At this point I think it’s fair to say that Donald Trump has gone beyond taunting and demonizing Hillary Clinton to a realm of outright obsession.
He’s stalking her.
He can’t stop tweeting about her. Can’t stop muttering about her. On Monday he addressed tens of thousands of Boy Scouts at their Jamboree, and who should pop up in his disjointed thoughts and disheveled words? Clinton. He dinged her, yet again, for having ignored voters in Michigan, which he won.
The Jamboree, mind you, was in West Virginia.
And it brought together dewy-eyed adolescents, not dyspeptic acolytes of the Heritage Foundation. Some weren’t yet out of puberty, most were well under voting age, and nearly all cared more about – I don’t know – camping gear, crafts projects and merit badges than whether the Democratic nominee should have made an additional stop in Grand Rapids and maybe scarfed down a funnel cake in Kalamazoo while she was at it.
But Trump doesn’t meet his audiences on their terms. He uses each as a sounding board for his vanities, insecurities, delusions and fixations. Clinton factors mightily into all of these. She’s his psychological dominatrix.
He keeps telling us that he’s president and we’re not. Does he know that he’s president and she’s not? Does he realize that most Americans can go a whole day, an entire week – verily, a month! – without picturing her at a rostrum, hearing the melody of her stump speech or repeating, “I’m with her”?
At least they could if Trump would shut up about her. I understand that he misses her, but, sheesh, send some Godiva chocolates and move on.
Many political observers have been marveling at recent tweets of his that blasted Jeff Sessions, his attorney general, for not reinvestigating and potentially prosecuting Clinton for supposed crimes. He ripped into Sessions anew at a brief news conference on Tuesday afternoon.
But the other half of that equation is Clinton, and it’s just as remarkable that more than eight months after Election Day, Trump is still hauling his vanquished opponent out for public ridicule and marching her toward the stockade. Did Barack Obama do that with John McCain or George Bush with Al Gore or Bill Clinton with the previous George Bush? No, no and no.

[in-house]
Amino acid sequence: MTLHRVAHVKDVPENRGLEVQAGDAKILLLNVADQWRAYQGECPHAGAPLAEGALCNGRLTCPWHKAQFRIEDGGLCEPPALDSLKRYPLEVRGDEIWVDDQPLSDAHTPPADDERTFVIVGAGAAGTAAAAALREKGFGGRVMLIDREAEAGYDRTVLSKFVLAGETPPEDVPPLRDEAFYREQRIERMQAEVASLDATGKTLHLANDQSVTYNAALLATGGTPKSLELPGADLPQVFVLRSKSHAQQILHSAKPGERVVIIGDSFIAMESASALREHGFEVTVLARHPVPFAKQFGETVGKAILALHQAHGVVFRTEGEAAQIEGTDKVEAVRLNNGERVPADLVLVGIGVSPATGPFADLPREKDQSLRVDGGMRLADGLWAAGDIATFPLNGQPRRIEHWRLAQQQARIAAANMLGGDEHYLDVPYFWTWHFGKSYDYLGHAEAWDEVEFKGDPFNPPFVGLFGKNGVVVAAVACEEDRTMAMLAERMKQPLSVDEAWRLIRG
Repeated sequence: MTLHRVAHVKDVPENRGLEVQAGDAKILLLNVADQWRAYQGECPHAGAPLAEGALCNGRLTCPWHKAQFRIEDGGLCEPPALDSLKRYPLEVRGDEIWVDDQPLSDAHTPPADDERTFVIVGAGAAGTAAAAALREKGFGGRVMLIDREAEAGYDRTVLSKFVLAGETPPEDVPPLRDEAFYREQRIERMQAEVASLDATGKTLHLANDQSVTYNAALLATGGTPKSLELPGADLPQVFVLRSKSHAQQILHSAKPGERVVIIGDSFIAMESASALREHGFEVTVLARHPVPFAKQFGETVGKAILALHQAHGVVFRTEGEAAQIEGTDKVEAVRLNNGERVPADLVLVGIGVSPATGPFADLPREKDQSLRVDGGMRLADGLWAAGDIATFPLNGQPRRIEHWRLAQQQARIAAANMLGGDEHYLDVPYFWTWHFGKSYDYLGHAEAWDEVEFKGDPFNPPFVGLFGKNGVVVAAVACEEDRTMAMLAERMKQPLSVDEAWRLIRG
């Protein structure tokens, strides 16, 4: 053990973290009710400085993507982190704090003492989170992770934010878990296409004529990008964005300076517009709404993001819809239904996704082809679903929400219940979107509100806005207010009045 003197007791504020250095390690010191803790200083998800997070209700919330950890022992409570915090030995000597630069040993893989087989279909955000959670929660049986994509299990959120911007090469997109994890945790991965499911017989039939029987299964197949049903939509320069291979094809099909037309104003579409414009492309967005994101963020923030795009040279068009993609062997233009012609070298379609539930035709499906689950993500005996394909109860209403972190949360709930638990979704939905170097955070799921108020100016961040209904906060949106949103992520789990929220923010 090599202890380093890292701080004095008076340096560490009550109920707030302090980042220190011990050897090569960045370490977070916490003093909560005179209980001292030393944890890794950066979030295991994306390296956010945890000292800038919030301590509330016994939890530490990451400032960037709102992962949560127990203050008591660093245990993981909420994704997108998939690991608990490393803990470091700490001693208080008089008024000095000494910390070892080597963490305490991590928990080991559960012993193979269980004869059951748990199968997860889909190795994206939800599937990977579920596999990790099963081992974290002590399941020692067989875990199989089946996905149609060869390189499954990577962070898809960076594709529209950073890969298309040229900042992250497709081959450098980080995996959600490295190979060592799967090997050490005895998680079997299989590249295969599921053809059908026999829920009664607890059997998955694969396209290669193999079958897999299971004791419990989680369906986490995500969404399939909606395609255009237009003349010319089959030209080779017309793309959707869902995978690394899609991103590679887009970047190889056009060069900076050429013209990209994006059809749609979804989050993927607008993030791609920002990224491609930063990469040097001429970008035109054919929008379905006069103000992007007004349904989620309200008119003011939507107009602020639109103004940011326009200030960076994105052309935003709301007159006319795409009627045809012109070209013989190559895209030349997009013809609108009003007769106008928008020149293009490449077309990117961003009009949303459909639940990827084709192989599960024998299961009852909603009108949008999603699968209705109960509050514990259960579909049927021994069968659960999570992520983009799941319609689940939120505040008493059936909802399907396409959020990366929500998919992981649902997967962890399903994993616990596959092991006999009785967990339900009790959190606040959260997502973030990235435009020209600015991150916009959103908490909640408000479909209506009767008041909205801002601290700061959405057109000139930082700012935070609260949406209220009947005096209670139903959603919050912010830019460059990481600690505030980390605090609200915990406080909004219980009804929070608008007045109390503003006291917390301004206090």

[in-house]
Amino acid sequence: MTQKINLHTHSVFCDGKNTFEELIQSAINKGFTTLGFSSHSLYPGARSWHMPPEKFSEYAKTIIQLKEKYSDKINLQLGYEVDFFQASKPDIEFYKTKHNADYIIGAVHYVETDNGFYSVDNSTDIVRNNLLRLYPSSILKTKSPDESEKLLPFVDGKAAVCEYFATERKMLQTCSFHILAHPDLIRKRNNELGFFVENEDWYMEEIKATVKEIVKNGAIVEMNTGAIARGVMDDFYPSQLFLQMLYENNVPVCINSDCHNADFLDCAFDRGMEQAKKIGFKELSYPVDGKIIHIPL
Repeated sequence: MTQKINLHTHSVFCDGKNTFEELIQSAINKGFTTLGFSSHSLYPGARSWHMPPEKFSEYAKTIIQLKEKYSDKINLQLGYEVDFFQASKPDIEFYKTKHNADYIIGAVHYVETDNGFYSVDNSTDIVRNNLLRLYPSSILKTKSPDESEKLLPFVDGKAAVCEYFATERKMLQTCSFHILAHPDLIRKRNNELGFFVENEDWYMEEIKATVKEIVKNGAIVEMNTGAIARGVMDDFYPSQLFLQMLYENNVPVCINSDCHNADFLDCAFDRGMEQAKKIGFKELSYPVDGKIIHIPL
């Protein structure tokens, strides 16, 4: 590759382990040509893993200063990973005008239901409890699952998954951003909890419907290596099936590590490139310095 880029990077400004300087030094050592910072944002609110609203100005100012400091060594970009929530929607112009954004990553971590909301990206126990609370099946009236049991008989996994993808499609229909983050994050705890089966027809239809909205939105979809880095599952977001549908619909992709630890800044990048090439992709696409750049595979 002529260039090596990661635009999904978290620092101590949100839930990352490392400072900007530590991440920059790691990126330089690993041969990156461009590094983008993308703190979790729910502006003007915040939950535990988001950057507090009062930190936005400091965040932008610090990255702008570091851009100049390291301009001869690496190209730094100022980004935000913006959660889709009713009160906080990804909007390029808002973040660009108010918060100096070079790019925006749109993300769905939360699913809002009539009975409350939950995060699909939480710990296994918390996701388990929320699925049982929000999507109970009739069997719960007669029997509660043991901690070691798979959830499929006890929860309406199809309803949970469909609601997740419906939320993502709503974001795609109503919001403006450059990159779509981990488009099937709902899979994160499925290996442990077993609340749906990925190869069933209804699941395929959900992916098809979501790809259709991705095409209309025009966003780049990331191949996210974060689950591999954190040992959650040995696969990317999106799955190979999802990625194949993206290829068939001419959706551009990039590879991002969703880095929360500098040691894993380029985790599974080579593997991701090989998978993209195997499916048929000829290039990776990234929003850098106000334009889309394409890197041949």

Many political observers have noted Trump’s hyperconsciousness of Barack Obama, who was also mentioned in those remarks to the Boy Scouts, which were so inappropriately political and self-centered that parents actually lodged complaints.
But Clinton is more precious to him. While he merely itches to erase Obama from the history books, he’s desperate to keep her at the center of every page. Beneath all of his braggadocio about the genius of his campaign strategy and the potency of his connection to blue-collar Americans, he knows that he made it to the White House largely because many voters didn’t want her there and he was Door No. 2.
So he reminds them of that. Over and over again.
It would be one thing if he had amassed a trove of accomplishments and watched his approval ratings climb. But the opposite is true, so he depends on a foil who flatters him, a fork in the road that he can portray as rockier and swampier. That’s Clinton’s role, and it’s more important than Jared’s and Ivanka’s and the Mooch’s combined. They whisper sweet nothings. She saves him from damnation.
Don’t look at his campaign’s relationship with Russia. Look at hers with Ukraine! Don’t focus on Don Jr.’s incriminating emails. Focus on her missing ones! And while you’re at it, tally up how many of her donors are on Robert Mueller’s staff and take fresh note of her big-dollar speeches. Seldom has a scapegoat grazed in such a profusion of pastures.
He’s more or less back to chanting “lock her up,” as if it’s early November all over again. He has frozen the calendar there so that he can perpetually savor the exhilaration of the campaign and permanently evade the drudgery of governing and the ignominy of his failure at it so far.
Nov. 8 is his “Groundhog Day,” on endless repeat, in a way that pleases and pacifies him. That movie has a co-star, Clinton. If he dwells in it, he dwells with her. He can no more retire her than Miss Havisham, in “Great Expectations,” could put away her wedding dress. Clinton brings Trump back to the moment before the rose lost its blush and the heartache set in.
During the second of their three debates, he was accused of shadowing her onstage, but that was nothing next to the way he pursues her now. His administration slips further into chaos; he diverts the discussion to her. She’s the answer to evolving scandals. She’s the antidote to a constipated agenda – or so he wagers. What stature he has inadvertently given her. And what extraordinary staying power.